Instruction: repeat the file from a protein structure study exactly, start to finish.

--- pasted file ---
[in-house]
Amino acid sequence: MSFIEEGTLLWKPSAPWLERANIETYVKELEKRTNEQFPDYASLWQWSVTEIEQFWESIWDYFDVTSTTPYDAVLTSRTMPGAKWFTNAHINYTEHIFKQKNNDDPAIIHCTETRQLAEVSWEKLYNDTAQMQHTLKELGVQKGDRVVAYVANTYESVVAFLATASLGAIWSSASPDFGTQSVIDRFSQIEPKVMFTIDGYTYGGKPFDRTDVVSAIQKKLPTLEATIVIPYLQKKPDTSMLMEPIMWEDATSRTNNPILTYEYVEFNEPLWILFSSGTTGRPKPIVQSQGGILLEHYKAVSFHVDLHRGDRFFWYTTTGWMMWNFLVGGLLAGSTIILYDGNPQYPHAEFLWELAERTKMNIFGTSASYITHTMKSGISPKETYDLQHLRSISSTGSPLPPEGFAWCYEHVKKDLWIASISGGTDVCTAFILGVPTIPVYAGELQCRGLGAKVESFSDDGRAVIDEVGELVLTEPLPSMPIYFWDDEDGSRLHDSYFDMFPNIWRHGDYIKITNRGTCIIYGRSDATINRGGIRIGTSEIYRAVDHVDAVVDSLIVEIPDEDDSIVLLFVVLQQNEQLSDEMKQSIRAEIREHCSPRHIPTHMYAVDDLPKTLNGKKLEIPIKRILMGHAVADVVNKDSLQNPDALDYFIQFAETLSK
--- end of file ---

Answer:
[in-house]
Amino acid sequence: MSFIEEGTLLWKPSAPWLERANIETYVKELEKRTNEQFPDYASLWQWSVTEIEQFWESIWDYFDVTSTTPYDAVLTSRTMPGAKWFTNAHINYTEHIFKQKNNDDPAIIHCTETRQLAEVSWEKLYNDTAQMQHTLKELGVQKGDRVVAYVANTYESVVAFLATASLGAIWSSASPDFGTQSVIDRFSQIEPKVMFTIDGYTYGGKPFDRTDVVSAIQKKLPTLEATIVIPYLQKKPDTSMLMEPIMWEDATSRTNNPILTYEYVEFNEPLWILFSSGTTGRPKPIVQSQGGILLEHYKAVSFHVDLHRGDRFFWYTTTGWMMWNFLVGGLLAGSTIILYDGNPQYPHAEFLWELAERTKMNIFGTSASYITHTMKSGISPKETYDLQHLRSISSTGSPLPPEGFAWCYEHVKKDLWIASISGGTDVCTAFILGVPTIPVYAGELQCRGLGAKVESFSDDGRAVIDEVGELVLTEPLPSMPIYFWDDEDGSRLHDSYFDMFPNIWRHGDYIKITNRGTCIIYGRSDATINRGGIRIGTSEIYRAVDHVDAVVDSLIVEIPDEDDSIVLLFVVLQQNEQLSDEMKQSIRAEIREHCSPRHIPTHMYAVDDLPKTLNGKKLEIPIKRILMGHAVADVVNKDSLQNPDALDYFIQFAETLSK